, Volume 50, Issue 4, pp 713-715
Date: 13 Oct 2011

Review of Richard B. Miller, Terror, Religion, and Liberal Thought

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This short book amounts to a massively documented ethical reflection on both 9/11 and political responses to its aftermath. The seven chapters move from the most general to the most specific elements. They begin with the problem of religious violence and the varieties of responses to 9/11, then successively define, evaluate, and contextualize rights to life and security, arguments for toleration, respect and recognition, and the Islamic appropriation of human rights. The final chapter affirms a common subjectivity or solidarity with others while stopping short of a mandate for convergent outlooks or fused horizons.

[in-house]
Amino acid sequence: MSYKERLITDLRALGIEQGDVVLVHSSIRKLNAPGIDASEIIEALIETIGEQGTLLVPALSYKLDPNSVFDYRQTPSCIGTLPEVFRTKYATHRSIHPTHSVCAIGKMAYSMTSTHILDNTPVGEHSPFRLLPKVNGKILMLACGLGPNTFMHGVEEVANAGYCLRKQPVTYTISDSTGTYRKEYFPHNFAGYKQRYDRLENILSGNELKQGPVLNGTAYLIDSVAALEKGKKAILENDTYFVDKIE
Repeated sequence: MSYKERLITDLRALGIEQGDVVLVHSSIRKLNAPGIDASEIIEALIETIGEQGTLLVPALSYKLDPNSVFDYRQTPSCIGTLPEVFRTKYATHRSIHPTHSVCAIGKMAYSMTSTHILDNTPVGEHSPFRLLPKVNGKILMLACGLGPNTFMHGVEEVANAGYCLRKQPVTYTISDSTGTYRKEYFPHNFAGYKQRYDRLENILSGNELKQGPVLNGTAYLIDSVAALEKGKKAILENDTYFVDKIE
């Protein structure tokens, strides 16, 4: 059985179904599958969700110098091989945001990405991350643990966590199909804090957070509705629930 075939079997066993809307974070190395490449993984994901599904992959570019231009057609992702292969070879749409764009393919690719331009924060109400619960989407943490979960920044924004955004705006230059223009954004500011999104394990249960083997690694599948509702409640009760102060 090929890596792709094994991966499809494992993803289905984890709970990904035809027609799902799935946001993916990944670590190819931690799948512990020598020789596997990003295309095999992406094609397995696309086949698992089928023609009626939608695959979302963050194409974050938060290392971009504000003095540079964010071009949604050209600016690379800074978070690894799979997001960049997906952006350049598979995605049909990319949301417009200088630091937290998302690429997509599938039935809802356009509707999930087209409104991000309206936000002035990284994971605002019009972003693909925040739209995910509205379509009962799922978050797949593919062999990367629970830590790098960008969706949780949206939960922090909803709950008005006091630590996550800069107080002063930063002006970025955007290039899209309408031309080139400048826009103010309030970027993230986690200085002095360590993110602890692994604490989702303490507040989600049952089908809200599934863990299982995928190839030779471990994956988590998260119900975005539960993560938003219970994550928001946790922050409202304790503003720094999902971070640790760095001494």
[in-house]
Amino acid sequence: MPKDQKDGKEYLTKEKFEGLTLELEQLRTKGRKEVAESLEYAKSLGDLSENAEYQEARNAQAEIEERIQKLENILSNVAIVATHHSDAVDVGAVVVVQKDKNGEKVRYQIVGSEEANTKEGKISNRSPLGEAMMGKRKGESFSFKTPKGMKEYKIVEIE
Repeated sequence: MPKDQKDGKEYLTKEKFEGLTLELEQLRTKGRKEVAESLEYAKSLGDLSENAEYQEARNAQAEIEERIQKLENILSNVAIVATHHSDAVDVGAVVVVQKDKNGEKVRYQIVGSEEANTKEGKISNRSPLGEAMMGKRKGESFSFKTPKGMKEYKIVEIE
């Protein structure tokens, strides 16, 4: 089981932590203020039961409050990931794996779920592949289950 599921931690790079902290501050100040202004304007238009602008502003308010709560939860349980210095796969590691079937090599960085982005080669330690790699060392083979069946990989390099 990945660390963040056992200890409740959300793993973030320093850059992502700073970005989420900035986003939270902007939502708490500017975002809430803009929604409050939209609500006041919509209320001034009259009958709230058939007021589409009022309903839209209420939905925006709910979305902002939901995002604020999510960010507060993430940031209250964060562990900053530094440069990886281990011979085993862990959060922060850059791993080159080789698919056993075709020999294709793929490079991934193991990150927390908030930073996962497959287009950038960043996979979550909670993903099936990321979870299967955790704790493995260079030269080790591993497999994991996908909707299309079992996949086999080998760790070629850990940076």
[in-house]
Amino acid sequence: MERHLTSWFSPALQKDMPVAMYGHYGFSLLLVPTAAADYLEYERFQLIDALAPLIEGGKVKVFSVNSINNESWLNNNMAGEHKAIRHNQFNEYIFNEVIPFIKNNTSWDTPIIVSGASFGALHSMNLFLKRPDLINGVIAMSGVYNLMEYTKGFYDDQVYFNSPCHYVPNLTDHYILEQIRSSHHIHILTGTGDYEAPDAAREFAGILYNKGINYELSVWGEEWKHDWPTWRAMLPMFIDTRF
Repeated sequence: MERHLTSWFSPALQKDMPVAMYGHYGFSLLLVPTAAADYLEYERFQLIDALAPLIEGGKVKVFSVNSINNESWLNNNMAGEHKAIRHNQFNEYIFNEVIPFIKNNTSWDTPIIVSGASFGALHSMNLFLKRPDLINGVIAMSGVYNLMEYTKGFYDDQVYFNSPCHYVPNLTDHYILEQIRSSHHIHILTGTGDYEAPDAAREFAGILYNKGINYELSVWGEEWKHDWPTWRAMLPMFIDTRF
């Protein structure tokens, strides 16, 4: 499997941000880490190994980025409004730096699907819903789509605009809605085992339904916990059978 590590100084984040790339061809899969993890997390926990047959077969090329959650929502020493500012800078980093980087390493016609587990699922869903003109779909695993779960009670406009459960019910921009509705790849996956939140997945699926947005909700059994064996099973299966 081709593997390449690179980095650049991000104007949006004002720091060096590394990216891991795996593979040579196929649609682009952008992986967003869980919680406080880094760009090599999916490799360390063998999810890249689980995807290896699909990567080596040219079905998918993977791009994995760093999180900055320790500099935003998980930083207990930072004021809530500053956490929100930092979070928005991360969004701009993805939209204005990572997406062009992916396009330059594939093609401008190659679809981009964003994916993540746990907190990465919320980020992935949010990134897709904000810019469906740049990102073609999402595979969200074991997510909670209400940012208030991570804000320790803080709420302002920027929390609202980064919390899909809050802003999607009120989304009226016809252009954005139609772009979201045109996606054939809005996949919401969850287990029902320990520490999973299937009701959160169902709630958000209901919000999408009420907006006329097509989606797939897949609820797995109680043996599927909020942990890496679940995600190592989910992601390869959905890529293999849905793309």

The book’s two appendices are crucial to the argument as they revisit the US government’s response to 9/11, first in general terms concerning the right to war and self-defense, and then in specific terms regarding the moral grounds for attacking the Taliban and Al-Qaeda. Was President George W. Bush morally right to invade Afghanistan as he did after 7 October 2001, initiatin